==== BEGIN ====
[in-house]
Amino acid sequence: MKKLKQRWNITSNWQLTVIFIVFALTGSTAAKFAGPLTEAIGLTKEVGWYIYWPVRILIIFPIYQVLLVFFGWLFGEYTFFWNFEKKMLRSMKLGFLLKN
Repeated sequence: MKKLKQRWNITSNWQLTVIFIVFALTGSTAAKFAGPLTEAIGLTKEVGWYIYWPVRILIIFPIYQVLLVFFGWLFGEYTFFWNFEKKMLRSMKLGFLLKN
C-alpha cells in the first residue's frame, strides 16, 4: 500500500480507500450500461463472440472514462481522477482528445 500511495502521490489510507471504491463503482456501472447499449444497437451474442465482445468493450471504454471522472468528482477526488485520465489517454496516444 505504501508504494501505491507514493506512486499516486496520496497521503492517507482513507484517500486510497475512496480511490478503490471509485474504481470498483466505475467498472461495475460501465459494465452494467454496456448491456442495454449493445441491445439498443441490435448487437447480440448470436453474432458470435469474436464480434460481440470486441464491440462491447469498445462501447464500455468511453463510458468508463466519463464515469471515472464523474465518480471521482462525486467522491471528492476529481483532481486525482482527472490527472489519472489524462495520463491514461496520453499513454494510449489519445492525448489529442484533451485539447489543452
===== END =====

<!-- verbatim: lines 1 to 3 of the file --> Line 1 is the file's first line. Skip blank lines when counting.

[in-house]
Amino acid sequence: MKKLKQRWNITSNWQLTVIFIVFALTGSTAAKFAGPLTEAIGLTKEVGWYIYWPVRILIIFPIYQVLLVFFGWLFGEYTFFWNFEKKMLRSMKLGFLLKN
Repeated sequence: MKKLKQRWNITSNWQLTVIFIVFALTGSTAAKFAGPLTEAIGLTKEVGWYIYWPVRILIIFPIYQVLLVFFGWLFGEYTFFWNFEKKMLRSMKLGFLLKN